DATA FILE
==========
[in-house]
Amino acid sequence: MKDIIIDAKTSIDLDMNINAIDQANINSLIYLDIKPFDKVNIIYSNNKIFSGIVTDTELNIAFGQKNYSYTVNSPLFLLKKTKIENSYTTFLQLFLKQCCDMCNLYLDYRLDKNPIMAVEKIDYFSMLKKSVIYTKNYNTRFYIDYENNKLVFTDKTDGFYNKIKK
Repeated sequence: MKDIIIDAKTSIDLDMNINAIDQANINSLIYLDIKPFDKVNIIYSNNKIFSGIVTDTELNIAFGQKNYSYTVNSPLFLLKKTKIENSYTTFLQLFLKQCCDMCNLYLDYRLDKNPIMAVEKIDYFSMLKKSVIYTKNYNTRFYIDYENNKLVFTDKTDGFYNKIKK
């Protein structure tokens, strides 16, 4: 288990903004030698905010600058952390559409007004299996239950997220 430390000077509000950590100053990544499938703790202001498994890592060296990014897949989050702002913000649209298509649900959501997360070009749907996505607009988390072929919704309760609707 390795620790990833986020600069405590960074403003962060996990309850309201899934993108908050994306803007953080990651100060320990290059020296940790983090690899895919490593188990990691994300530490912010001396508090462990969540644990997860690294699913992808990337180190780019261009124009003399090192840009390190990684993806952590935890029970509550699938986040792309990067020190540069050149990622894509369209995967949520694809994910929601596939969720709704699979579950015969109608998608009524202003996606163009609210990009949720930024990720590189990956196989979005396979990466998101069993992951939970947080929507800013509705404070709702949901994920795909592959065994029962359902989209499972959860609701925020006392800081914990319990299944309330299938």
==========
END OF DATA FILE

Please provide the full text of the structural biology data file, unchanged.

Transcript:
[in-house]
Amino acid sequence: MKDIIIDAKTSIDLDMNINAIDQANINSLIYLDIKPFDKVNIIYSNNKIFSGIVTDTELNIAFGQKNYSYTVNSPLFLLKKTKIENSYTTFLQLFLKQCCDMCNLYLDYRLDKNPIMAVEKIDYFSMLKKSVIYTKNYNTRFYIDYENNKLVFTDKTDGFYNKIKK
Repeated sequence: MKDIIIDAKTSIDLDMNINAIDQANINSLIYLDIKPFDKVNIIYSNNKIFSGIVTDTELNIAFGQKNYSYTVNSPLFLLKKTKIENSYTTFLQLFLKQCCDMCNLYLDYRLDKNPIMAVEKIDYFSMLKKSVIYTKNYNTRFYIDYENNKLVFTDKTDGFYNKIKK
């Protein structure tokens, strides 16, 4: 288990903004030698905010600058952390559409007004299996239950997220 430390000077509000950590100053990544499938703790202001498994890592060296990014897949989050702002913000649209298509649900959501997360070009749907996505607009988390072929919704309760609707 390795620790990833986020600069405590960074403003962060996990309850309201899934993108908050994306803007953080990651100060320990290059020296940790983090690899895919490593188990990691994300530490912010001396508090462990969540644990997860690294699913992808990337180190780019261009124009003399090192840009390190990684993806952590935890029970509550699938986040792309990067020190540069050149990622894509369209995967949520694809994910929601596939969720709704699979579950015969109608998608009524202003996606163009609210990009949720930024990720590189990956196989979005396979990466998101069993992951939970947080929507800013509705404070709702949901994920795909592959065994029962359902989209499972959860609701925020006392800081914990319990299944309330299938």